Japanese police on Wednesday searched the home of the man who is suspected of the country's worst mass stabbing in decades, which took place at the Tsukui Yamayuri-en facility for the mentally disabled. The police took in cardboard boxes to collect evidence and part of the property was sealed with yellow police tape.
In the early hours of Tuesday, 26 July, Satoshi Uematsu, who was a former employee of the care facility in Sagamihara, west of Tokyo, killed 19 people and injured dozens of others. Around two hours after the attack, he turned himself over to the police.
Earlier on Wednesday (27 July), he was shifted from a local police station to the prosecutor's office in Yokohoma.
Broadcaster NHK quoted the police as saying he attacked people who were unable to communicate their feelings.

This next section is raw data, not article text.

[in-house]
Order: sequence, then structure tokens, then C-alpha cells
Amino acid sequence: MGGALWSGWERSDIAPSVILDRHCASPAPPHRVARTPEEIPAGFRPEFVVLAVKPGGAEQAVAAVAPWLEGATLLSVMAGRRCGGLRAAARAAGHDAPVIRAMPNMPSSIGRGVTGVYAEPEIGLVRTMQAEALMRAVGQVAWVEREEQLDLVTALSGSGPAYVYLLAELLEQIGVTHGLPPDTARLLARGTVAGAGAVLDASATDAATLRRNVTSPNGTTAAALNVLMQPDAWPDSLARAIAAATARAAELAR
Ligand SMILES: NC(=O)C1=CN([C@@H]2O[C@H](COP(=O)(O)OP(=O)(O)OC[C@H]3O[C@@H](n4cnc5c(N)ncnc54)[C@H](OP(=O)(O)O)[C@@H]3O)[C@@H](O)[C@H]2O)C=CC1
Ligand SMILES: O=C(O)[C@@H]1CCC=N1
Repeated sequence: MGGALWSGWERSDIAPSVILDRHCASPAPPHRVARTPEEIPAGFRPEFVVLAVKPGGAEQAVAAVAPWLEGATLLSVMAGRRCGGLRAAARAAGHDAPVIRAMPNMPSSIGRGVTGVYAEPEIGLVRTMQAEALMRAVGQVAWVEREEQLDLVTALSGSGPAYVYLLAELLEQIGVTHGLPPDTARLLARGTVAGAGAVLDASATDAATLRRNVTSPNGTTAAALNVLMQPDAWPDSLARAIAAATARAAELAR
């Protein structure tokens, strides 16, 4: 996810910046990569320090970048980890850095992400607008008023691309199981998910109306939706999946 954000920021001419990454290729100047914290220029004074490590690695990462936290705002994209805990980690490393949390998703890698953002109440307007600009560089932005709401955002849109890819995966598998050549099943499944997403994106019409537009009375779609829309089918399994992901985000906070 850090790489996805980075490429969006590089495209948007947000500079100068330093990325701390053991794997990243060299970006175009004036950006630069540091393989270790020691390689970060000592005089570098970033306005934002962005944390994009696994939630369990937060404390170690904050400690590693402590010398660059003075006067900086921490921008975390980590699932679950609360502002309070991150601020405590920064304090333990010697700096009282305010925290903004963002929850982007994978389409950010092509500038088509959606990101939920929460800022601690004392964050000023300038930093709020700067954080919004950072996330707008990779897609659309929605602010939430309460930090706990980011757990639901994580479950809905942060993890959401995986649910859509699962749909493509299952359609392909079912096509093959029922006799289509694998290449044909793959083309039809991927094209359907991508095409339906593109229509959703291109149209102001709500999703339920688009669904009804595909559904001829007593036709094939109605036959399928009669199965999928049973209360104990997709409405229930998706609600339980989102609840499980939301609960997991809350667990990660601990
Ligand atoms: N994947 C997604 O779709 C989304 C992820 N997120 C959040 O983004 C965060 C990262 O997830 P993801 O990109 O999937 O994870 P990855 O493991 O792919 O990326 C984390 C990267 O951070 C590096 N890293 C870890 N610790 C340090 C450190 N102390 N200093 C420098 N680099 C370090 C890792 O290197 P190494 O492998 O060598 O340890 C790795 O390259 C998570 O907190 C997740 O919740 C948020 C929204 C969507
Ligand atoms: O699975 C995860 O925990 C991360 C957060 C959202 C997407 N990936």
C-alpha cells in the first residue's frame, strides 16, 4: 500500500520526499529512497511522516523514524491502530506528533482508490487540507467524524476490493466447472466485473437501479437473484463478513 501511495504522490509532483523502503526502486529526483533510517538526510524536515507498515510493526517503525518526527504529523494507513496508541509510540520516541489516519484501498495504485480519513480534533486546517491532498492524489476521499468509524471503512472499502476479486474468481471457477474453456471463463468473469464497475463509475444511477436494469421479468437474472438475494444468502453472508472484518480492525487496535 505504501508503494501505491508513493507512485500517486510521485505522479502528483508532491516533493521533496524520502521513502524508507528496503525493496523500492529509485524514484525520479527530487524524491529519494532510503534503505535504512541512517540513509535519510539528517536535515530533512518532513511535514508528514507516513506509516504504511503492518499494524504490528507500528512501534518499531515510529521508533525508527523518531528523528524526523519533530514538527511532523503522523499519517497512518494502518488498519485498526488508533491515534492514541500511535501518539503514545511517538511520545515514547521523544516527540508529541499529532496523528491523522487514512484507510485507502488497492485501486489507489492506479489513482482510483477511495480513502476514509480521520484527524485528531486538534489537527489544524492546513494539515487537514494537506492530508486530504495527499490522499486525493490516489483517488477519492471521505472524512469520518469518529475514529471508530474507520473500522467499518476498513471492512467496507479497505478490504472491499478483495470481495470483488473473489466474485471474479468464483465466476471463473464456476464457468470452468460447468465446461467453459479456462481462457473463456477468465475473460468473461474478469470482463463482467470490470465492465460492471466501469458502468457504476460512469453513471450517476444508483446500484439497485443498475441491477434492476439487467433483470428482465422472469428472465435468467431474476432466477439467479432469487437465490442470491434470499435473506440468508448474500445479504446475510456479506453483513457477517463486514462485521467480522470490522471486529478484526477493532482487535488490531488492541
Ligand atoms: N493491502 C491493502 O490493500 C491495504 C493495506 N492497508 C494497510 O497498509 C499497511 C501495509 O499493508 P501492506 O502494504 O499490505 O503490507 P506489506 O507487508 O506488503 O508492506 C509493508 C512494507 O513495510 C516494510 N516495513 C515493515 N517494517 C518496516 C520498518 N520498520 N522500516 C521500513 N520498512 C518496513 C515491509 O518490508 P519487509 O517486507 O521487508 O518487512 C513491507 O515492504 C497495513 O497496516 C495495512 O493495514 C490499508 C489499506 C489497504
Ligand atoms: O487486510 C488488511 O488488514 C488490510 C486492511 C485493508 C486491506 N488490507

In February, he sent a letter to politicians detailing plans to attack two facilities and saying all disabled people should be put to death. He was later kept in a hospital for about two weeks before being released.
Shock and anger
Most of the victims of the Sagamihara facility were aged between 19 and 70 and were residents of the care home. The victims were stabbed around their necks, with wounds as deep as 10cm.
The parents of one of the seriously injured residents of the facility told broadcaster NTV that their son is unconscious and on artificial respiration.
"I feel anger that he was a former worker," the mother said about the attacker. The faces of the parents were not shown and their identities not revealed.
Prime Minister Shinzo Abe said after the incident, "The lives of many innocent people were taken away and I am greatly shocked. We will make every effort to discover the facts and prevent a reoccurrence."